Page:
|EP1857270A1||May 9, 2007||Nov 21, 2007||Curwood, Inc.||Myoglobin blooming agent, films, packages and methods for packaging|
|EP2065440A1||Mar 28, 2006||Jun 3, 2009||Cryovac, Inc.||Polyvinylidene chloride layered silicate nanocomposite and film made therefrom|
|EP2095942A1||May 9, 2007||Sep 2, 2009||Curwood, Inc.||Method that Promotes or Preserves the Desirable Color of Meat|
|WO1997003113A1 *||Jul 11, 1996||Jan 30, 1997||W.R. Grace & Co.-Conn.||Film having modified surface characteristics through use of combination of spherical and lamellar particulates|
|WO1998018620A1 *||Oct 15, 1997||May 7, 1998||Cryovac , Inc.||Rf-sealable pillow pouch|
|WO2004060663A2||Dec 15, 2003||Jul 22, 2004||Cryovac, Inc.||Polymeric film with low blocking and high slip properties|
|WO2004080805A2 *||Mar 5, 2004||Sep 23, 2004||Pechiney Emballage Flexible Europe||Packages made from thermoplastic multilayer barrier structures|
|WO2004080805A3 *||Mar 5, 2004||Jan 20, 2005||Pechiney Emballage Flexible Eu||Packages made from thermoplastic multilayer barrier structures|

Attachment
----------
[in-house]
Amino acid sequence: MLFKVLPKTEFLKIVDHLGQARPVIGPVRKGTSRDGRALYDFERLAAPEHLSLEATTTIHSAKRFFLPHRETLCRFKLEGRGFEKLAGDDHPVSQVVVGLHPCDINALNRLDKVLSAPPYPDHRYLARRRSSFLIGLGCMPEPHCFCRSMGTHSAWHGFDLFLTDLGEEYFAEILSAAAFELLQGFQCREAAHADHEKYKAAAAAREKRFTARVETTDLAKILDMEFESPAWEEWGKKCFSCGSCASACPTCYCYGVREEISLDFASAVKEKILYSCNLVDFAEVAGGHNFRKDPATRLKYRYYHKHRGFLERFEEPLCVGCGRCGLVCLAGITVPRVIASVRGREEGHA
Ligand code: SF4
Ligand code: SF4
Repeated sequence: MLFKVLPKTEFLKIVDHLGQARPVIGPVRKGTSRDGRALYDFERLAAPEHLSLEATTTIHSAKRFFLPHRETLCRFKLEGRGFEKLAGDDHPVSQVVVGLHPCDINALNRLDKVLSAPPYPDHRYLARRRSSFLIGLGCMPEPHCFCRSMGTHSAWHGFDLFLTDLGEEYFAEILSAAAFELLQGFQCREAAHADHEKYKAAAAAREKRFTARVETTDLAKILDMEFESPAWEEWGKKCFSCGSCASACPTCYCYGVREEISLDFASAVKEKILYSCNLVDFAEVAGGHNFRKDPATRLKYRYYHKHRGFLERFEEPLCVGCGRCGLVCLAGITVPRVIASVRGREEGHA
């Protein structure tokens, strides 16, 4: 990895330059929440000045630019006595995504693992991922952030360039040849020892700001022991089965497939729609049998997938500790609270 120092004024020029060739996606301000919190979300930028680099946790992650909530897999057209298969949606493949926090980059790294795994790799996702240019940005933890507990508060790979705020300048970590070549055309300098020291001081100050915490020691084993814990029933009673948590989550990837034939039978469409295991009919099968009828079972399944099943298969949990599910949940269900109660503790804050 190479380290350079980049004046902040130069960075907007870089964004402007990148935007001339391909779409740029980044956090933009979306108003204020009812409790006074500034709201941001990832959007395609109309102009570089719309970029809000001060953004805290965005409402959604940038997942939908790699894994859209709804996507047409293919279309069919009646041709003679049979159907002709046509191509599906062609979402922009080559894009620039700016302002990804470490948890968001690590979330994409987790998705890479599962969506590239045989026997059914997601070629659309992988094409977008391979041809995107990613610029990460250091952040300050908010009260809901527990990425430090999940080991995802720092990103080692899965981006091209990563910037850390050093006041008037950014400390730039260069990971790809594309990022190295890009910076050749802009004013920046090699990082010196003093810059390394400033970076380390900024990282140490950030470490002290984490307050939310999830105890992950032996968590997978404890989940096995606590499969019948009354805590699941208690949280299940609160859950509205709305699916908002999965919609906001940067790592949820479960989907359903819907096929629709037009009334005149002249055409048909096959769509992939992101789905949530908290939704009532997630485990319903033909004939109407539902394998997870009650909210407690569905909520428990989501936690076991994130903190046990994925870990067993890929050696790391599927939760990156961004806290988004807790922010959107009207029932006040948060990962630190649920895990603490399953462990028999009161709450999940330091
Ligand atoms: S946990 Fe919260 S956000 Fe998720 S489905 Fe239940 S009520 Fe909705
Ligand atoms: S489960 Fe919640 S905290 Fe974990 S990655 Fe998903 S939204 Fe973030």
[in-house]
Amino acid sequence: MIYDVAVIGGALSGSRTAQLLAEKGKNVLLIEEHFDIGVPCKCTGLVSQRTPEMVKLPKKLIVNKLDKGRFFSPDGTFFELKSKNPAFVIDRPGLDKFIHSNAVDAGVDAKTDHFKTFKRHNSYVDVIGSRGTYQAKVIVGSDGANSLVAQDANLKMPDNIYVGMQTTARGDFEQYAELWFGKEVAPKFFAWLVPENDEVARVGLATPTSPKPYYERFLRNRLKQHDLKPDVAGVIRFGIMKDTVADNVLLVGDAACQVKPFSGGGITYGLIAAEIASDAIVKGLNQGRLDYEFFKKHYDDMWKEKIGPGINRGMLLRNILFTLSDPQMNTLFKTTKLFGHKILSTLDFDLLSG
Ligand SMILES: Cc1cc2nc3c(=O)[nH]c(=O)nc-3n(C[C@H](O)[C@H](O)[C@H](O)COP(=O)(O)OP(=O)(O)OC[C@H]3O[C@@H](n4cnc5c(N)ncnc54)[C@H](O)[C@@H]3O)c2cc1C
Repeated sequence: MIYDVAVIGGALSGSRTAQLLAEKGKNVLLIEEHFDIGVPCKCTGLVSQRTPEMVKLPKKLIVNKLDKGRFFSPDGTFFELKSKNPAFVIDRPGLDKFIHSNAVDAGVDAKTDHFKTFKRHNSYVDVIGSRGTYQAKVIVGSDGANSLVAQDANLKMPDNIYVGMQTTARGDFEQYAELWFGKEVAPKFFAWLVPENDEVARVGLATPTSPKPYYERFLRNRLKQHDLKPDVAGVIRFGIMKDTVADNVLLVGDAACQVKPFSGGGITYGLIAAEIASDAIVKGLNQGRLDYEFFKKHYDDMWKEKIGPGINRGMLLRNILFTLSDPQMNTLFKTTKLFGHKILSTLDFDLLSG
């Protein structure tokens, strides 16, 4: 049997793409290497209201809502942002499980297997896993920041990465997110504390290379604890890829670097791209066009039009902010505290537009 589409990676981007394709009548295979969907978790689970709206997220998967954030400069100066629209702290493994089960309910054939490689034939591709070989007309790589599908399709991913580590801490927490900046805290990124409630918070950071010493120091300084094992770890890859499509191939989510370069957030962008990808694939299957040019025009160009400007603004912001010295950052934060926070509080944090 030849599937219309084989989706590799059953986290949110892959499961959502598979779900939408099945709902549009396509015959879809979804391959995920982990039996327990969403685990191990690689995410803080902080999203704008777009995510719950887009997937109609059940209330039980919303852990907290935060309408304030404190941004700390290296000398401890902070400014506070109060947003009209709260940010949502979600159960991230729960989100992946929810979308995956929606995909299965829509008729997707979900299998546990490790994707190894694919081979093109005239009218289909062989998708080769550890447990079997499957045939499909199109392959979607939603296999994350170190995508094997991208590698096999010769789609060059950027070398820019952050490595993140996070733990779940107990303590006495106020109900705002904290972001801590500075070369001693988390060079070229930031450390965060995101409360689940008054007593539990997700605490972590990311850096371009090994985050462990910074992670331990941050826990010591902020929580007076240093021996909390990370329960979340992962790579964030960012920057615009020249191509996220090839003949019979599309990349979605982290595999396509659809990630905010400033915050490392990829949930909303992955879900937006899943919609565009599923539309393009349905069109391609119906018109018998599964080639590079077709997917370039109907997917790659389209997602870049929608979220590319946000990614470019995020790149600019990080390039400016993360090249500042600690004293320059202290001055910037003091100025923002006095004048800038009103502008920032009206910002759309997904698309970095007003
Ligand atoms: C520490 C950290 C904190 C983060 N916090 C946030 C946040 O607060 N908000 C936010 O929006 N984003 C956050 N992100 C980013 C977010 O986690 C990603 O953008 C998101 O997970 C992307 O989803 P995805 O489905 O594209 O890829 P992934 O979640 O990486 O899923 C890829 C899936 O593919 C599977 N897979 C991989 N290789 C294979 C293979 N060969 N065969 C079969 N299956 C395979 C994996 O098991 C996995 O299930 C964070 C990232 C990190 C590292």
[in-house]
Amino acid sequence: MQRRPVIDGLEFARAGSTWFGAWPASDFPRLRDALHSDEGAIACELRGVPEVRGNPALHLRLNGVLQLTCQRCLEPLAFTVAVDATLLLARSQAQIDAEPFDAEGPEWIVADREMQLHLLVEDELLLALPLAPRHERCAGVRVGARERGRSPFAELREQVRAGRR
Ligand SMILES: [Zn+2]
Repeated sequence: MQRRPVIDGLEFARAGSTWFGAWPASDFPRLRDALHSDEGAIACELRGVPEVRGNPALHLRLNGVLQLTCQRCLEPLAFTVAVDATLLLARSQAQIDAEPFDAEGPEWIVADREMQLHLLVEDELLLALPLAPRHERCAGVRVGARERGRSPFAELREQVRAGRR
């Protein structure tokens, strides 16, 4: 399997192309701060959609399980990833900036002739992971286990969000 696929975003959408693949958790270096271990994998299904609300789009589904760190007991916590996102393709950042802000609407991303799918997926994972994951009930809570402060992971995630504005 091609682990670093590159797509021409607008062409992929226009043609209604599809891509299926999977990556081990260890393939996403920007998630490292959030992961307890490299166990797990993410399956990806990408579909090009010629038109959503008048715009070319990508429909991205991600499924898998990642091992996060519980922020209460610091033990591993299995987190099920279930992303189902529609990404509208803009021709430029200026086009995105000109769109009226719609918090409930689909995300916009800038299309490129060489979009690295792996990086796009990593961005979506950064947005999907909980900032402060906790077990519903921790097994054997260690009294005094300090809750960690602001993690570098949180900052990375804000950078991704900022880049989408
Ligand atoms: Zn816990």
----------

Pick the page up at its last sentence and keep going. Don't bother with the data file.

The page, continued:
|WO2011117757A2||Mar 17, 2011||Sep 29, 2011||Cryovac, Inc.||Ovenable cook-in film with reduced protein adhesion|
|WO2012024549A1||Aug 19, 2011||Feb 23, 2012||Sealed Air Corporation (Us)||Multilayer air-cellular insulation laminate containing two-side metallized film|
|WO2012115998A1||Feb 22, 2012||Aug 30, 2012||Cryovac, Inc.||Ovenable cook-in film providing decreased protein adhesion|
|WO2013169969A1||May 9, 2013||Nov 14, 2013||Cryovac, Inc.||Polymeric film for use in bioprocessing applications|
|WO2014088884A1||Nov 26, 2013||Jun 12, 2014||Sealed Air Corporation (Us)||Polymeric films comprising biodegradable polyester or copolymer thereof|
|WO2015200198A1 *||Jun 22, 2015||Dec 30, 2015||Dow Global Technologies Llc||Barrier film, methods of manufacture thereof and articles comprising the same|
|U.S. Classification||138/137, 383/116, 383/119, 426/127, 428/520, 138/141, 428/215, 383/113, 138/177, 426/129|
|International Classification||C08J7/04, C08J5/18, B29C47/06, C08L27/08, B32B27/00, C08L1/00, C08L27/00|
|Cooperative Classification||C08L27/08, C08J2323/08, B29C47/065, C08J7/04, B29C47/0052, B32B27/00, B29C47/0023|
|European Classification||C08J7/04, B29C47/00L6B2, B29C47/00J6, B29C47/06P, B32B27/00, C08L27/08|
|Sep 5, 1989||AS||Assignment|
Owner name: W.R. GRACE & CO.-CONN, A CORP. OF CT
Free format text: MERGER;ASSIGNORS:W.R. GRACE & CO.;GRACE MERGER CORPORATION;REEL/FRAME:005169/0141
Effective date: 19880525